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El Salvador extends emergency powers in year-long gang crackdown

The measures enjoy widespread support, but rights groups say they have led to arbitrary arrests and overcrowded prisons.

Lawmakers in El Salvador have again extended a state of emergency that suspends certain civil liberties as President Nayib Bukele’s government continues its fight against gangs.

The so-called state of emergency, extended for the 12th time late Wednesday by the Salvadoran Congress, went into effect last year and has led to about 66,000 arrests in the Central American country.

It allows arrests without a warrant, government access to private communications, and detentions without the right to a lawyer.

“We ask that this regime be extended for more time,” police director Mauricio Arriaza told reporters ahead of this week’s 30-day extension.

“We must continue to fight criminal groups, we must give Salvadoran families security for their lives and their property.”

The text of the legislative decree states that the “war against gangs waged by the government has given the Salvadoran people a sense of security”.

While the emergency measures enjoy widespread support in El Salvador, human rights groups and United Nations experts have raised serious concerns about due process violations, arbitrary arrests and mistreatment of detainees.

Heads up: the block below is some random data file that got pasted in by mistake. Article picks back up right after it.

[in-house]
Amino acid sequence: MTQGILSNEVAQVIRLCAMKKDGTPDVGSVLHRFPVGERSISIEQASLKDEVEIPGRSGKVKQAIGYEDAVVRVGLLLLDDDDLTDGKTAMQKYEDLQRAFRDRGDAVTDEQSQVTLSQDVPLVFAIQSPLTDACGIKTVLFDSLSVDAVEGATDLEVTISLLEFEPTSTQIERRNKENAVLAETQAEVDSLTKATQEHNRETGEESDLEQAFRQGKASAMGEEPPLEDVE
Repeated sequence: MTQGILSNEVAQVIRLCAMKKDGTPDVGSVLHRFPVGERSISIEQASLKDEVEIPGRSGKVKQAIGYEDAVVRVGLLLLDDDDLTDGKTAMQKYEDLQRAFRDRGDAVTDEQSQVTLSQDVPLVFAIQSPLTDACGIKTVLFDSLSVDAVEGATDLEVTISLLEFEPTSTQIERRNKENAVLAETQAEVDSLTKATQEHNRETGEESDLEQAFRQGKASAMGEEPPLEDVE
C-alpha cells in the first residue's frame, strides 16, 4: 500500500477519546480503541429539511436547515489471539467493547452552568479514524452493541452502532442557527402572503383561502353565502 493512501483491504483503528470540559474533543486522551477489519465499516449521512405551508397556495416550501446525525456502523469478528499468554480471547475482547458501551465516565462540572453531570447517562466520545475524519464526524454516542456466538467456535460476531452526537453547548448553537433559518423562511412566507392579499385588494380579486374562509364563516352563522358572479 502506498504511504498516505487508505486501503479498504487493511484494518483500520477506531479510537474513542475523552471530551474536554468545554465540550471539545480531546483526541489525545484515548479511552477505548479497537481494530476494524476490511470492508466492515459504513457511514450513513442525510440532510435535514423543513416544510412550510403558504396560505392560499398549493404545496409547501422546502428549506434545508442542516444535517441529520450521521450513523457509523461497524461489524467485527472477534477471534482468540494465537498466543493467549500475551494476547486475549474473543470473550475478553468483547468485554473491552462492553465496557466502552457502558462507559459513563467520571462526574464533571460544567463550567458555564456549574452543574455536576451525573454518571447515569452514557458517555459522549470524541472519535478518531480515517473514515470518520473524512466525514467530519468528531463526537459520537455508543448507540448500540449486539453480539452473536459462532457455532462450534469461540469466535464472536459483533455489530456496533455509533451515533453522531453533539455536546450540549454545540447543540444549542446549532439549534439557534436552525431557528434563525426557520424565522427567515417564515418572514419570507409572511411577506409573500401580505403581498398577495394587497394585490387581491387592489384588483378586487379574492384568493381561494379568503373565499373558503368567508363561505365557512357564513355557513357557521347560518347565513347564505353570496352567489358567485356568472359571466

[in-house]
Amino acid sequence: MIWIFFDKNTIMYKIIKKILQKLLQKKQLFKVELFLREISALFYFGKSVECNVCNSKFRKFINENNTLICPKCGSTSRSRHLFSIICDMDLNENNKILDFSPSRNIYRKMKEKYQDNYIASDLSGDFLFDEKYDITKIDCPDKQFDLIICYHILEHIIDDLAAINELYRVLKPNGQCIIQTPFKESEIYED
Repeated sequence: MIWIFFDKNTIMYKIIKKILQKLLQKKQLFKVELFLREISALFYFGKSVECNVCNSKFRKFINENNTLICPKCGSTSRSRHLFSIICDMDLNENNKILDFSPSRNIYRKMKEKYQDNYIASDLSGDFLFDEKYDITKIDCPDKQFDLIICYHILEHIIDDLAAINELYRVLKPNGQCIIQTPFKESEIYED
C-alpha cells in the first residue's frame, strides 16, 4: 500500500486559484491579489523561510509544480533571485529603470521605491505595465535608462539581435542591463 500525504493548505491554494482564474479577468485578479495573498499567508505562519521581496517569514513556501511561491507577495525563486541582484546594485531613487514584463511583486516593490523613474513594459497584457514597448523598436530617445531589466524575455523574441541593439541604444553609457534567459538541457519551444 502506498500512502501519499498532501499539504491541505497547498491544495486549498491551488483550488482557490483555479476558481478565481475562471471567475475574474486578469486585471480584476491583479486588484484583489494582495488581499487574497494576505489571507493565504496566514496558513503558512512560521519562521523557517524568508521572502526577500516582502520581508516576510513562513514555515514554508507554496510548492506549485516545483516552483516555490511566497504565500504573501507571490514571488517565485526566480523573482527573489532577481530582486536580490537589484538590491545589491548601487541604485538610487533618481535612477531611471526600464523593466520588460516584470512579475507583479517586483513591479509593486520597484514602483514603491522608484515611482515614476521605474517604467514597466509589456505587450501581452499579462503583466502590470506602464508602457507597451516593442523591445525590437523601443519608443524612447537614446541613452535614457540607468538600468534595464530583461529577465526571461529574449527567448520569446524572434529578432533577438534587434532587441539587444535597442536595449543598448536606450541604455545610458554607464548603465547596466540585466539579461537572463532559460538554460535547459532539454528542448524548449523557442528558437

Last month, human rights groups and the Salvadoran police union told Al Jazeera that an increasing number of Salvadorans held under the state of emergency have been “re-arrested” upon release after being released on bail or having their cases dropped.

That raised new fears that Bukele’s government plans to ensure that prisoners remain behind bars, especially ahead of the 2024 elections.

“From the beginning, we pointed out that it was not crazy to think that the state of emergency could last until the elections,” Eduardo Escobar, a lawyer and director of the Salvadoran NGO Citizen Action (Accion Ciudadana), told Al Jazeera on time.

Bukele has said about 80 percent of El Salvador is under the control of criminal gangs, with a state of emergency introduced last year following a spate of killings attributed to the violent groups.

According to official figures, the crackdown has already led to 65,795 arrests and 2,513 firearms seized.

In January, Humans Rights Watch denounced “severe overcrowding” in El Salvador’s prisons as a result of the increase in detentions.

A month later, Bukele unveiled what he called the largest prison in the Americas region, intended to hold 40,000 suspected gang members — more than doubling the country’s current total capacity of 30,000 inmates in 20 prisons.